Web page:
Drowned in sound
It occurs to me that sound is an oftenignored part of games, both in terms of its design and how it effects our experiences. As a budding sound designer, I’ve become attuned to the state of our community’s general attitude to game sound, and it’s pretty shocking. Few reviews comment on sound, and while system specifications for PC games fetishistically list all the parts necessary for superb visual display, they never recommend a soundcard or advise you to use a 5.1 Surround Sound system.
This really hit home when I started playing Alien: Isolation. The game sounds absolutely amazing, from the off-key violin shrieks behind you as you step through doors, daring you to look behind, to the death throes of Sevastopol Station (almost indistinguishable from human screams) and Ripley’s voice spoken intimately close to the mic.
Alien: Isolation is designed to be played in surround sound. This is the way it’s been mixed and edited, with full multidimensionality. The game’s sounds are produced to a cinematic calibre and they require a home cinematic system to be exp experienced properly. So why is this fact om omitted from the system specification on Ste Steam? Why doesn’t it appear on the game’s out outer packaging? How many people are mi missing out? What does this say about the ind industry’s attitude to its sound designers?
As gamers, we appear to regularly for forget that sound plays just as important a ro role as vision in creating the environments we enjoy. System Shock 2 works because you can hear the moans of the mutants in the corridors, but you don’t know where they are, and ditto for Minecraft’s zombies and Creepers. The sound of footsteps creeping up behind you in PT is scary as all hell, and you can’t help but turn around when doors creak and slam shut. Even non-horror games such as Sword & Sworcery, Rome II and Skyrim all use audio to both unify and enrich the gameworld and our experience of it.
With games like Alien: Isolation and PT, we’re just starting to see the results of a modern approach to game sound design. Games are telling us that they can be the forerunners of sound design, pioneers in the drive towards 3D and VR immersion. It’s about time we started listening. Ashleigh Allan Playing games through a surround sound setup is ideal but, like the graphics cards you mention, it’s tech that not everyone can afford. A good alternative is a fine pair of headphones, of course, which just happens to be one of the options available from the SteelSeries kit you’ve landed yourself. In the future, we’ll try to be a bit more mindful of audio content during the review process.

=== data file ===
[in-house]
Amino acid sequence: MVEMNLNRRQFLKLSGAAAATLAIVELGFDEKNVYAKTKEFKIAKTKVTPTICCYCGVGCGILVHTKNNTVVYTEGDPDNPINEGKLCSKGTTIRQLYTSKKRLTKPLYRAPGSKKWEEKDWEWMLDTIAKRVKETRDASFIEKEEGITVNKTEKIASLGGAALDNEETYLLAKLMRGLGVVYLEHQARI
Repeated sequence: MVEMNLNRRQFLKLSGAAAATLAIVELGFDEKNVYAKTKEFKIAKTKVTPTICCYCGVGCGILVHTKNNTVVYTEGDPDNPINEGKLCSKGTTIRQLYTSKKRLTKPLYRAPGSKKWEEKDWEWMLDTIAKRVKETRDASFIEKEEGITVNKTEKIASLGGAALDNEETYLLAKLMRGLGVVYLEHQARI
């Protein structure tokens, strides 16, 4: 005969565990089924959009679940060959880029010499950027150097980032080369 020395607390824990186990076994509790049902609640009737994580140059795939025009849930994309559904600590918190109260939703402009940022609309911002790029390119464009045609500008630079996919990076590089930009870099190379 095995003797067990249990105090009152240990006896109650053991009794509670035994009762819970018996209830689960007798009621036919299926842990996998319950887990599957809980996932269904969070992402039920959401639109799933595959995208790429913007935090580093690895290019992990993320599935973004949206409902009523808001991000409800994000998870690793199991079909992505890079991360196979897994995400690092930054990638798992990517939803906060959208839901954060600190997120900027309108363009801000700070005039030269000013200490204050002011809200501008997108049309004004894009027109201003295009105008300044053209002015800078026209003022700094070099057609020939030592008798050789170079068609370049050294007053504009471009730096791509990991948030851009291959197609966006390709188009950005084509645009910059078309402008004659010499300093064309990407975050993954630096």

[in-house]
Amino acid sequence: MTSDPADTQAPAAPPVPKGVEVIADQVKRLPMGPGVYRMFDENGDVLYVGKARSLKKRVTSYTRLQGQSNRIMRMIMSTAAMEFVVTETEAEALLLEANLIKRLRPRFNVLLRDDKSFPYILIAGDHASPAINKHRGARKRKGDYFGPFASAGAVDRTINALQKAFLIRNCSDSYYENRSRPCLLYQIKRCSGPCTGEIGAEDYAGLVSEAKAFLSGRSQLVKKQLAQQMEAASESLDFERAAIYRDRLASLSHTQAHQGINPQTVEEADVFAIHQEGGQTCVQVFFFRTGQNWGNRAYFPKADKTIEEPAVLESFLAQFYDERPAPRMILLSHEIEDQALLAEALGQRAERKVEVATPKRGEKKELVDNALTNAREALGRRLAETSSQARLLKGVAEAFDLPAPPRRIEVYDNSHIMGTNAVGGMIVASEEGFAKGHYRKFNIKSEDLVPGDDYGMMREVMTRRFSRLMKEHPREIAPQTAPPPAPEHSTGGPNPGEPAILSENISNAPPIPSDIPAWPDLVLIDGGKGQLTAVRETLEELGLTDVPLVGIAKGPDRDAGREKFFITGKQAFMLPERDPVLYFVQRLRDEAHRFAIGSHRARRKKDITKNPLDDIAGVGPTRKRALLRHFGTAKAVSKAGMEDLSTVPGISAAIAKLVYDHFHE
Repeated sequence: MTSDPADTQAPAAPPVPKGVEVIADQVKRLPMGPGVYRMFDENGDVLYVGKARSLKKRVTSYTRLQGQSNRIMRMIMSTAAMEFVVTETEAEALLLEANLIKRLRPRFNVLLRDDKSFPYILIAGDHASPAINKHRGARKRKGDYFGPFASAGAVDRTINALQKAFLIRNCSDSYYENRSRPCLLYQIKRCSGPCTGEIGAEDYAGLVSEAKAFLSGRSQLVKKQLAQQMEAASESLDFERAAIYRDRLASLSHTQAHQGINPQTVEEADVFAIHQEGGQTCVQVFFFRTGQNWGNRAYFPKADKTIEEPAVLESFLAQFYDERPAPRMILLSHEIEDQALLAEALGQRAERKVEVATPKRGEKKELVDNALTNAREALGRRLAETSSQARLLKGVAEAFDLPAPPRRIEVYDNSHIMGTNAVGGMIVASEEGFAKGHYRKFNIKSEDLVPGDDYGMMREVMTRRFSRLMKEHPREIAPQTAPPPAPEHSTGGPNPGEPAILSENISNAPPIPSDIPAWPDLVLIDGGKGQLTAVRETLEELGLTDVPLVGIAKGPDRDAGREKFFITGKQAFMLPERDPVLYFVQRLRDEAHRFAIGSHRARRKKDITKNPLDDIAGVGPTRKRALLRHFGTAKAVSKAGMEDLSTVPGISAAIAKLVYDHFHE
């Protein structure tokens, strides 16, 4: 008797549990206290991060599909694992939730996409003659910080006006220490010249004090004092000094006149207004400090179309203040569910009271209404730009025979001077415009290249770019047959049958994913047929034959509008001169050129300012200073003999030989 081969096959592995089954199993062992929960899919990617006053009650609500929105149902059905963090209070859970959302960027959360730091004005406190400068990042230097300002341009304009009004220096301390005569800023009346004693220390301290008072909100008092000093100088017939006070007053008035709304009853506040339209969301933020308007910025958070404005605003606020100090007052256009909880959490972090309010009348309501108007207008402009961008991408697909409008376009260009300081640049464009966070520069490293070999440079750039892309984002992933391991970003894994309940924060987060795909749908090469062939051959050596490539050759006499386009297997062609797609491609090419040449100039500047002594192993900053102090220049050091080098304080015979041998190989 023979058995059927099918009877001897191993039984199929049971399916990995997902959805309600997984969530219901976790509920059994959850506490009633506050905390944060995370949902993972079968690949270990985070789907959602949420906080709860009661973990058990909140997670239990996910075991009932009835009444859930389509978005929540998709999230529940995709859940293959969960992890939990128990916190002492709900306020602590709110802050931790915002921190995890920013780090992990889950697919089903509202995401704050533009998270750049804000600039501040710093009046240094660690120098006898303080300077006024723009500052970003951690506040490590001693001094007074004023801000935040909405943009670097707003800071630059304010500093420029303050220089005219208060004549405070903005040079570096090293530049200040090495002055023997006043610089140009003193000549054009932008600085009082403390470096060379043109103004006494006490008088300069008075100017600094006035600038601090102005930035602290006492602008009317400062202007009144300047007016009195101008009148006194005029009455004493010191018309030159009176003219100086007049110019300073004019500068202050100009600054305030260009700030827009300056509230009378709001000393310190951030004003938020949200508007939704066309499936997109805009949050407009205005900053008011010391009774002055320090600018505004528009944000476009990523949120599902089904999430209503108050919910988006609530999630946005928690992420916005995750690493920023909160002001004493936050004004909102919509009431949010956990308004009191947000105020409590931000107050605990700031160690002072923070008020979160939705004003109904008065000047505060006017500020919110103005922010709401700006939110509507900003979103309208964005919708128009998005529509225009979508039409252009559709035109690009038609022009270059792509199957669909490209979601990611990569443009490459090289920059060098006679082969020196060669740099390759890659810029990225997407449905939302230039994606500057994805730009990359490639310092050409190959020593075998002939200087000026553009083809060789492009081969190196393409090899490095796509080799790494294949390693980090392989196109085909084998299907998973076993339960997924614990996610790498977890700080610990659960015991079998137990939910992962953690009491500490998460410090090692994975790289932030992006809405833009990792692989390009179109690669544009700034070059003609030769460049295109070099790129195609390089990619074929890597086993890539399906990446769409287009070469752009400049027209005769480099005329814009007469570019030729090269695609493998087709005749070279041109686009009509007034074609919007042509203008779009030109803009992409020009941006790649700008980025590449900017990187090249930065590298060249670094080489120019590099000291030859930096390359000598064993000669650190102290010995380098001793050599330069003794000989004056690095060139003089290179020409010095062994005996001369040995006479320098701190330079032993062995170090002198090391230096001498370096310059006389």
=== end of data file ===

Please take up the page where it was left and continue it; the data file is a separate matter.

“Alien: Isolation is designed to be played in surround sound, so why isn’t it on the box?”
When are developers going to learn about online launches? I am, of course, referring to DriveClub, which through a staggering combination of mismanagement and weak server infrastructure managed to arrive through the post with basically every feature I’d bought the game for missing in action. Patching it ‘later’ is unacceptable when your whole marketing revolves around driving with friends, and while the singleplayer mode gives an enticing hint at what might have been – and apparently what reviewers reviewed – it simply isn’t good enough.
It’s not the first time we’ve been burned by big promises and terrible launches. Sim City springs to mind, but so does Grand Theft Auto V and the Evolve alpha, for which I wasted over 12GB of bandwidth only to fail to connect to a single game. Yes, it’s ‘only’ an alpha, but it shows exactly how